The launch of first commercial flights to and from Nagorno-Karabakh in two decades appears to have been postponed indefinitely despite the virtual completion of reconstruction work on the disputed territory’s sole airport.
The authorities in Stepanakert now refuse to announce any dates for the official reopening of the newly rebuilt facility located 8 kilometers east of the Karabakh capital.
Azerbaijan condemned these plans as illegal and threatened to shoot down aircraft entering Karabakh without its permission. The governments of the self-proclaimed Nagorno-Karabakh Republic (NKR) and Armenia dismissed these threats, saying that the airport will be inaugurated as planned.
The Armenian Armed Forces opened fire from positions outside the Berkaber village in the Armenian Ijevan region at the Azerbaijani troops outside the Gizilhajili village in the Gazakh region at 19.40-19.45 on June 22, Azerbaijani Defense Ministry reported.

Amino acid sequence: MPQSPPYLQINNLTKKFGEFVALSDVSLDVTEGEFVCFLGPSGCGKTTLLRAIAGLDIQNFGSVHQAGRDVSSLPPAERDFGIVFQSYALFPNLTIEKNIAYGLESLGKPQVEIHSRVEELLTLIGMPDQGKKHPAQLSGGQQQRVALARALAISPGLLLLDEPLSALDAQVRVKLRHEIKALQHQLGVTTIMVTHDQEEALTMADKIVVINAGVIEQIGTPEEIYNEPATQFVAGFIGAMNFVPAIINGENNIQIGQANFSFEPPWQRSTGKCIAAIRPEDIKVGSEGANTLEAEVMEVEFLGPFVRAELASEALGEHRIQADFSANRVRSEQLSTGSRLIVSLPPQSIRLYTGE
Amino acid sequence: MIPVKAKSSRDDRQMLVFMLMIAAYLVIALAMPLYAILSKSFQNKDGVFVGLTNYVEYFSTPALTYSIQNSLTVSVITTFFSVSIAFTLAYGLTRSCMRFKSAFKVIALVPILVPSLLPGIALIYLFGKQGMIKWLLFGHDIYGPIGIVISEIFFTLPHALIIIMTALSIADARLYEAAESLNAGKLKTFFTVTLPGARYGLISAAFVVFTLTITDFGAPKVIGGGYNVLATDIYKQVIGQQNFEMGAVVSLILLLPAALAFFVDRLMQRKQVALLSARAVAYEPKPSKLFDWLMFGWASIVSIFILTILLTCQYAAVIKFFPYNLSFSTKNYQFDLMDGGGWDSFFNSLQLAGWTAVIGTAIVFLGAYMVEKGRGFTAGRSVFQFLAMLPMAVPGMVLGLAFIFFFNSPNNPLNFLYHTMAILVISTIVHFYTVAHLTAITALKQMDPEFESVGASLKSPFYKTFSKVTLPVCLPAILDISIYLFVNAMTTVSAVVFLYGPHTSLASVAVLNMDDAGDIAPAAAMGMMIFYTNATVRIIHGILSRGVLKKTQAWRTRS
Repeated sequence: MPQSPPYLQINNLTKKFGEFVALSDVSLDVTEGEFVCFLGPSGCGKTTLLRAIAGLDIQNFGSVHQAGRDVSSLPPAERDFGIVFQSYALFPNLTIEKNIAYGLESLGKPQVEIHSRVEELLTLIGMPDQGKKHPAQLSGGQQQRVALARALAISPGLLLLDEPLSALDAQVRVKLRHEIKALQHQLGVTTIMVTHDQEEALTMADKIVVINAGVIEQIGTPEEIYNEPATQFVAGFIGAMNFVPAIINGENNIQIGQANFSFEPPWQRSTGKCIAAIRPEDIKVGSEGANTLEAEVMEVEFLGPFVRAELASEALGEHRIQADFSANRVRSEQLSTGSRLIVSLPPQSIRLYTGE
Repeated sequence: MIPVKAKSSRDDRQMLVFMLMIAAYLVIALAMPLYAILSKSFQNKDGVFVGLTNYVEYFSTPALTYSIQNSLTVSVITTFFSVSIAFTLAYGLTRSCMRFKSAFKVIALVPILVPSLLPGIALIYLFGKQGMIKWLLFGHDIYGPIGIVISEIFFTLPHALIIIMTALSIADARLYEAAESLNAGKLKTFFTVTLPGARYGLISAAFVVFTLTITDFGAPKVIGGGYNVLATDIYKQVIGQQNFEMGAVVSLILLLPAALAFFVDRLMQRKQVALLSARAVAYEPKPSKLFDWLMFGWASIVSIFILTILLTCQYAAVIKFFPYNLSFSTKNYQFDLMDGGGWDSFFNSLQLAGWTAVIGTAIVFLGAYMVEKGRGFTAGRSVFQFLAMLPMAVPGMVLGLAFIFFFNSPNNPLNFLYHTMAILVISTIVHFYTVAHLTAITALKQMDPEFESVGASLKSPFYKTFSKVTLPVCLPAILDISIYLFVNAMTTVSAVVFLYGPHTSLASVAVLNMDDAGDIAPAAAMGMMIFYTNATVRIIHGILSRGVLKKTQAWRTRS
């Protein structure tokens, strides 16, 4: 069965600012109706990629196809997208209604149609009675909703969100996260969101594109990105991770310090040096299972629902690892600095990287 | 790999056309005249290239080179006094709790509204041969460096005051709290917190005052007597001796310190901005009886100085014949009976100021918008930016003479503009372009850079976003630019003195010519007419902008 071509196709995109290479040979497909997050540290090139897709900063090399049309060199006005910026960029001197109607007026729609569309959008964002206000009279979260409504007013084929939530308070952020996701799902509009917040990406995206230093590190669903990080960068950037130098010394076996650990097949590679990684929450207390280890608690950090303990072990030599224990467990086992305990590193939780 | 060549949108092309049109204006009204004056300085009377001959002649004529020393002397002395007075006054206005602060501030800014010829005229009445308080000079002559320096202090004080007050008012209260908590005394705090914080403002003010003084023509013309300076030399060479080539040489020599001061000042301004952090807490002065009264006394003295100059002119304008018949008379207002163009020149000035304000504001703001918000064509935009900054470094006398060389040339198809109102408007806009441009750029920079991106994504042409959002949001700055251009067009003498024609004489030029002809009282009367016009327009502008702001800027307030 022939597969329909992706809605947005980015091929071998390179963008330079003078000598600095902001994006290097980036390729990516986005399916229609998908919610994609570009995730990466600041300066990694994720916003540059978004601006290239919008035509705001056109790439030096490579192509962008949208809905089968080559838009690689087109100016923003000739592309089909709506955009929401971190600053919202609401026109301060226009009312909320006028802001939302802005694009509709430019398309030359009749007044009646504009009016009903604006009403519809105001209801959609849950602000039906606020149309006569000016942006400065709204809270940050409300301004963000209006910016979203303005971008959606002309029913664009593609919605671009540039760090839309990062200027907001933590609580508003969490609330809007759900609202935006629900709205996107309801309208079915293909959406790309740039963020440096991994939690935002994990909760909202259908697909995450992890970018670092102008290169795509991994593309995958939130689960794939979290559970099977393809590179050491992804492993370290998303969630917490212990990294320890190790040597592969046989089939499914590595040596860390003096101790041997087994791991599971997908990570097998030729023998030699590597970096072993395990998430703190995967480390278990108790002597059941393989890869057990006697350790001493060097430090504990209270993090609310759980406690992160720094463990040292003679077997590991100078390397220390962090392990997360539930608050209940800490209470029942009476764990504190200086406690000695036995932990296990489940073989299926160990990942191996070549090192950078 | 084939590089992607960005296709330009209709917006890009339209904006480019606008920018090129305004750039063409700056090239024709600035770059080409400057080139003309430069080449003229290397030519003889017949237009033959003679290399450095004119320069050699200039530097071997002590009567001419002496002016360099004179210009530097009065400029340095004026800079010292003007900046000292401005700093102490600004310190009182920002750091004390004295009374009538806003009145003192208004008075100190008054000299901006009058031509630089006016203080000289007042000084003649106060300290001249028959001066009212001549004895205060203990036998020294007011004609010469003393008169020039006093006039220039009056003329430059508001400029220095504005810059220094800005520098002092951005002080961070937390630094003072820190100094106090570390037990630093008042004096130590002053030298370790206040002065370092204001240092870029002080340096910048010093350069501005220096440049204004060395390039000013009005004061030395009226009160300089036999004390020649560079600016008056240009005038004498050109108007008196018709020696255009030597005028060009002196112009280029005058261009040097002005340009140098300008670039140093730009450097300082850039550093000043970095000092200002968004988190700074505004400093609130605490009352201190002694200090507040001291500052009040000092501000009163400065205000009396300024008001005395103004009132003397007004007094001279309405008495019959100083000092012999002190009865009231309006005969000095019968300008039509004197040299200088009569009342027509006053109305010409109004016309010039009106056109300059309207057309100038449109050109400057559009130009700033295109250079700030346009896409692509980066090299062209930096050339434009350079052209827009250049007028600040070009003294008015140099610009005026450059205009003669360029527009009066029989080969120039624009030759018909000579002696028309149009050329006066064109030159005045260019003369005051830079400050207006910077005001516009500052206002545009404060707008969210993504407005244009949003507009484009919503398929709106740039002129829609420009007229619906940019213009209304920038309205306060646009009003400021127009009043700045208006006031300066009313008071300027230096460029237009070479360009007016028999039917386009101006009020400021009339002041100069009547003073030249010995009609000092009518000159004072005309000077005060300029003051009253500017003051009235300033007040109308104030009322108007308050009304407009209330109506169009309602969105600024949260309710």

Originally posted by Hellmutt
reply to post by Vitchilo
From what I've seen from Armenian sources over the last year or so, Azerbaijan has broken the ceasefire several times a week.
The Russian Federation Council, the upper chamber of the parliament, ratified a protocol on Wednesday extending Russia's use of a military base in Armenia.
In 2010, Russia and Armenia signed amendments to a 1995 bilateral treaty extending Russia's use of the 102nd Military Base in Gyumri near Armenia's border with Turkey through 2044.
The protocol stipulates that the term will be automatically extended every five years unless one of the parties notifies the other about the annulment of the treaty six months in advance.